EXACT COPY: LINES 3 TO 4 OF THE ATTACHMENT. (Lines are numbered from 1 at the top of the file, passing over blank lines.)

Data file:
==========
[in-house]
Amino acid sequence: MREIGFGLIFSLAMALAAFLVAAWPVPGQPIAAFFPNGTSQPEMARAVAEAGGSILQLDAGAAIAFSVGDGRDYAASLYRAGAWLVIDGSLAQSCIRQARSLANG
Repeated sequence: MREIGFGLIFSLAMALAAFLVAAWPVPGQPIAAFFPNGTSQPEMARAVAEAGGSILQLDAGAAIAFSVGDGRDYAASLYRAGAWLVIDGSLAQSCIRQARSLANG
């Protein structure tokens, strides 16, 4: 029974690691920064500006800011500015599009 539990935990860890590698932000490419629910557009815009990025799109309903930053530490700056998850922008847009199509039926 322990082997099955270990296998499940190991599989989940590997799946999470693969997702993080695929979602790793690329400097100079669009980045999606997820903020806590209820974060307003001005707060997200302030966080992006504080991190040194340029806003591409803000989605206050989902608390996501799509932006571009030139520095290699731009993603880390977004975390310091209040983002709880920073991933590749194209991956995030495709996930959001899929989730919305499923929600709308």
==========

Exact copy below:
Repeated sequence: MREIGFGLIFSLAMALAAFLVAAWPVPGQPIAAFFPNGTSQPEMARAVAEAGGSILQLDAGAAIAFSVGDGRDYAASLYRAGAWLVIDGSLAQSCIRQARSLANG
């Protein structure tokens, strides 16, 4: 029974690691920064500006800011500015599009 539990935990860890590698932000490419629910557009815009990025799109309903930053530490700056998850922008847009199509039926 322990082997099955270990296998499940190991599989989940590997799946999470693969997702993080695929979602790793690329400097100079669009980045999606997820903020806590209820974060307003001005707060997200302030966080992006504080991190040194340029806003591409803000989605206050989902608390996501799509932006571009030139520095290699731009993603880390977004975390310091209040983002709880920073991933590749194209991956995030495709996930959001899929989730919305499923929600709308």